4. China

In China, it's the leader who runs the investigations. President Xi Jinping has presided over a far-reaching anti-corruption campaign, with a particular emphasis on curbing wasteful government spending. Over the last three years, punishments have been handed down to 750,000--also the actual number--party members. Corruption inspection teams have more than doubled their staff in recent years, and have gotten a boost from the Chinese people--since 2013, corruption inspectors have received more than 270,000 tips from the Chinese public. Beijing even launched a WeChat account in January to make reporting graft easier



Russia

The Kremlin has Russia's corruption problem fully under control. At least that's what the 90 percent of Russians who get their news from state-dominated media have been told. Vladimir Putin currently has an approval rating of 83 percent, so the message seems to be getting through. But non-Kremlin sources tell another story. On a scale of 1 to 7 where 7 is "most corrupt", Freedom House ranks Russia a 6.75. This is a country where corruption investigations are tools used by one political/business faction to cut into another's market share.



Paul Craig roberts has an article on his site somewhere that describes how the confessions of an economic hit man and what and how they do what they do, are being applied to not so third world countries and are in fact now being applied to western countries.



posted on Mar, 20 2016 @ 08:43 AM
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Japan has the third (or fourth, depending on the source) largest GDP in the world. Half to the Japanese economy is either directly or indirectly controlled by the Yakuza. But at least the Japanese people are well aware of the corruption in their government. They consider it part of the cost of doing business.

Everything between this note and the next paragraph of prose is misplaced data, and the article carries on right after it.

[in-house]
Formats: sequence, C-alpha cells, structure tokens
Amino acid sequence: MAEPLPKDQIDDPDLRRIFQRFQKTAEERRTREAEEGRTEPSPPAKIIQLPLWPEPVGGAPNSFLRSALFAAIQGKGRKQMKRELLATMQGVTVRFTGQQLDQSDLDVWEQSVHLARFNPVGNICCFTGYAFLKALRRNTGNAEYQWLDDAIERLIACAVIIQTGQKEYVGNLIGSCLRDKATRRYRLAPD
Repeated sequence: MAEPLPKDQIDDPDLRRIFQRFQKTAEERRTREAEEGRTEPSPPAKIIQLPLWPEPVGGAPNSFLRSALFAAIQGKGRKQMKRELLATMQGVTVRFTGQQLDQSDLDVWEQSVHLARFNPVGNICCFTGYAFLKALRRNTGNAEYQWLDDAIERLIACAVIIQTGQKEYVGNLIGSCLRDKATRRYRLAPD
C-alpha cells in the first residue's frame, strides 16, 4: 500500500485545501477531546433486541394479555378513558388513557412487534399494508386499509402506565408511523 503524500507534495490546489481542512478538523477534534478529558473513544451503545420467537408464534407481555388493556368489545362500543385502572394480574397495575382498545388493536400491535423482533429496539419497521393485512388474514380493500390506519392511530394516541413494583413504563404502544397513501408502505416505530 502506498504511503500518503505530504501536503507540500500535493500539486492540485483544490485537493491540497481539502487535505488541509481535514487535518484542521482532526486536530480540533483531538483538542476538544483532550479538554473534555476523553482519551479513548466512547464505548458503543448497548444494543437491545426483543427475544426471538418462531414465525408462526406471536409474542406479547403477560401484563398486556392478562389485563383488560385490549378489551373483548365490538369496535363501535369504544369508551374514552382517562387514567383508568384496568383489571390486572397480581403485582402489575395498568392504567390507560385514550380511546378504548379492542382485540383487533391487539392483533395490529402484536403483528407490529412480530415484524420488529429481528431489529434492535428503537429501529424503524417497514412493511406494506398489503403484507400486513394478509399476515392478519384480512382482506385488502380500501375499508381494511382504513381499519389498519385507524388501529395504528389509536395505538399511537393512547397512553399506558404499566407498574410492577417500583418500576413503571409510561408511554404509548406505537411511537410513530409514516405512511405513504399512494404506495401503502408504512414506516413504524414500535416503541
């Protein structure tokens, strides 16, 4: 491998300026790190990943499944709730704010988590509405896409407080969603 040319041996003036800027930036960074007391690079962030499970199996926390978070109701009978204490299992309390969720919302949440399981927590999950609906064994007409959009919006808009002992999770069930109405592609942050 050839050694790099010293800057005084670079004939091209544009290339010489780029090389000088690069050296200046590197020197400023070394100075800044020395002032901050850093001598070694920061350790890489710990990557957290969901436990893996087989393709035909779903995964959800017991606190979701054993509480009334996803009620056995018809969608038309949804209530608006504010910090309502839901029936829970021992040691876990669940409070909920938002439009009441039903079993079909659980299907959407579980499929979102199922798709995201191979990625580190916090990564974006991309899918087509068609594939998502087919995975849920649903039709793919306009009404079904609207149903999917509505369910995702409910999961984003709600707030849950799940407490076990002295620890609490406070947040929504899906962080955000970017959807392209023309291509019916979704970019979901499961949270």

posted on Mar, 20 2016 @ 03:42 PM
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originally posted by: bandersnatch

originally posted by: queenofswords
Tip of the iceberg!

My point precisely....perhaps you've got one to add?


I've got one. I started a PhD in 2002. After publishing my third paper in 2004, certain individuals at Glasgow University decided that such a high-profile project would be better given to an international student. I was told to hand all my work over to another person. I refused, and the dragged my thesis out for four further years and blocked me from publishing papers in that field. They attempted to railroad me out of science research and into social sciences instead. Between 2004 and 2009 when I finally graduated, for five years I didn't know when my course was going to end. Took me another two years to recover and find a full-time job.



posted on Mar, 20 2016 @ 03:53 PM
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Embezzlement....has been climbing to almost epidemic proportions around the country. Several small towns around my area (including my own ) have experienced embezzlement by their town clerks. It seems that people on all levels cannot be trusted.



posted on Mar, 20 2016 @ 11:15 PM
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The Rothschilds to are being investigated for corruption....



posted on Mar, 20 2016 @ 11:44 PM
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i believe lack of accountability for white collar crime is a top tier issue this world faces..i work in the legal field but thats not necessary to understand the corruption that exists..as a blue collar type at heart its maddening existing within both the bounds of the justice system and society as a whole..without proper liability for ones actions the actions will stay the same..without doubt the justice system will not present an adequate remedy to corruption while we walk this earth, which leaves social remedy..but the means of justice provided by this society are wholly inadequate for the offenses committed..thus we persist or take it to the streets



posted on Mar, 21 2016 @ 10:26 PM
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Everyone should be required to wear a body cam at all times.....when in public trust...